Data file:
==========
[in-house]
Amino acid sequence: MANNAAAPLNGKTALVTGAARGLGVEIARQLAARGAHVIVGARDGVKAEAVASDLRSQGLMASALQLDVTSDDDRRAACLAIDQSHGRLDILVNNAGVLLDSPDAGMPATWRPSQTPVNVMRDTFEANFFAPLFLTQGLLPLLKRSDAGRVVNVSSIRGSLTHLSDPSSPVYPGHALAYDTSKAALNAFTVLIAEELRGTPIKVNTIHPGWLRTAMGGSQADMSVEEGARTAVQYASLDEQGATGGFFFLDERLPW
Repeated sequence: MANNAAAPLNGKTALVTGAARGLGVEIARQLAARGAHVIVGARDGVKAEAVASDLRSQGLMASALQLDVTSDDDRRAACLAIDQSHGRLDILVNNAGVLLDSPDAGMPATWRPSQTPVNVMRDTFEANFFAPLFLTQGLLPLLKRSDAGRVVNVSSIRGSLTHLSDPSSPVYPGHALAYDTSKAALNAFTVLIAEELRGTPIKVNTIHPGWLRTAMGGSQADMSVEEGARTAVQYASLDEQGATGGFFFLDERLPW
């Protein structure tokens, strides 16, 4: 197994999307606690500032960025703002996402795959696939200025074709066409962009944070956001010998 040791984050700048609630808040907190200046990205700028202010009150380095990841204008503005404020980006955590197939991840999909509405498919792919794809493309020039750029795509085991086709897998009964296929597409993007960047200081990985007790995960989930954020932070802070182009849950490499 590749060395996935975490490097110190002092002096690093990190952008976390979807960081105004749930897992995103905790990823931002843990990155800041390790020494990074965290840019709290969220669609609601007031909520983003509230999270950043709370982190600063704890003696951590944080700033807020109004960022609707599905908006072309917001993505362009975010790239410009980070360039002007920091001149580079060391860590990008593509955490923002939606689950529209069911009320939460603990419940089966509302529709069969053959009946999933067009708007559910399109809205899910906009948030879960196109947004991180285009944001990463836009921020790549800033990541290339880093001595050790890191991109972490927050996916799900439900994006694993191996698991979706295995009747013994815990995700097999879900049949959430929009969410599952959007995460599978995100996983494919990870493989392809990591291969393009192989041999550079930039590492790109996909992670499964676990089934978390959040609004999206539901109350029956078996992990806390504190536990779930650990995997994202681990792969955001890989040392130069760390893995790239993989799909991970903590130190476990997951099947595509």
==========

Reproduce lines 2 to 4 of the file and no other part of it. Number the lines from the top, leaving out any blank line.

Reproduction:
Amino acid sequence: MANNAAAPLNGKTALVTGAARGLGVEIARQLAARGAHVIVGARDGVKAEAVASDLRSQGLMASALQLDVTSDDDRRAACLAIDQSHGRLDILVNNAGVLLDSPDAGMPATWRPSQTPVNVMRDTFEANFFAPLFLTQGLLPLLKRSDAGRVVNVSSIRGSLTHLSDPSSPVYPGHALAYDTSKAALNAFTVLIAEELRGTPIKVNTIHPGWLRTAMGGSQADMSVEEGARTAVQYASLDEQGATGGFFFLDERLPW
Repeated sequence: MANNAAAPLNGKTALVTGAARGLGVEIARQLAARGAHVIVGARDGVKAEAVASDLRSQGLMASALQLDVTSDDDRRAACLAIDQSHGRLDILVNNAGVLLDSPDAGMPATWRPSQTPVNVMRDTFEANFFAPLFLTQGLLPLLKRSDAGRVVNVSSIRGSLTHLSDPSSPVYPGHALAYDTSKAALNAFTVLIAEELRGTPIKVNTIHPGWLRTAMGGSQADMSVEEGARTAVQYASLDEQGATGGFFFLDERLPW
């Protein structure tokens, strides 16, 4: 197994999307606690500032960025703002996402795959696939200025074709066409962009944070956001010998 040791984050700048609630808040907190200046990205700028202010009150380095990841204008503005404020980006955590197939991840999909509405498919792919794809493309020039750029795509085991086709897998009964296929597409993007960047200081990985007790995960989930954020932070802070182009849950490499 590749060395996935975490490097110190002092002096690093990190952008976390979807960081105004749930897992995103905790990823931002843990990155800041390790020494990074965290840019709290969220669609609601007031909520983003509230999270950043709370982190600063704890003696951590944080700033807020109004960022609707599905908006072309917001993505362009975010790239410009980070360039002007920091001149580079060391860590990008593509955490923002939606689950529209069911009320939460603990419940089966509302529709069969053959009946999933067009708007559910399109809205899910906009948030879960196109947004991180285009944001990463836009921020790549800033990541290339880093001595050790890191991109972490927050996916799900439900994006694993191996698991979706295995009747013994815990995700097999879900049949959430929009969410599952959007995460599978995100996983494919990870493989392809990591291969393009192989041999550079930039590492790109996909992670499964676990089934978390959040609004999206539901109350029956078996992990806390504190536990779930650990995997994202681990792969955001890989040392130069760390893995790239993989799909991970903590130190476990997951099947595509």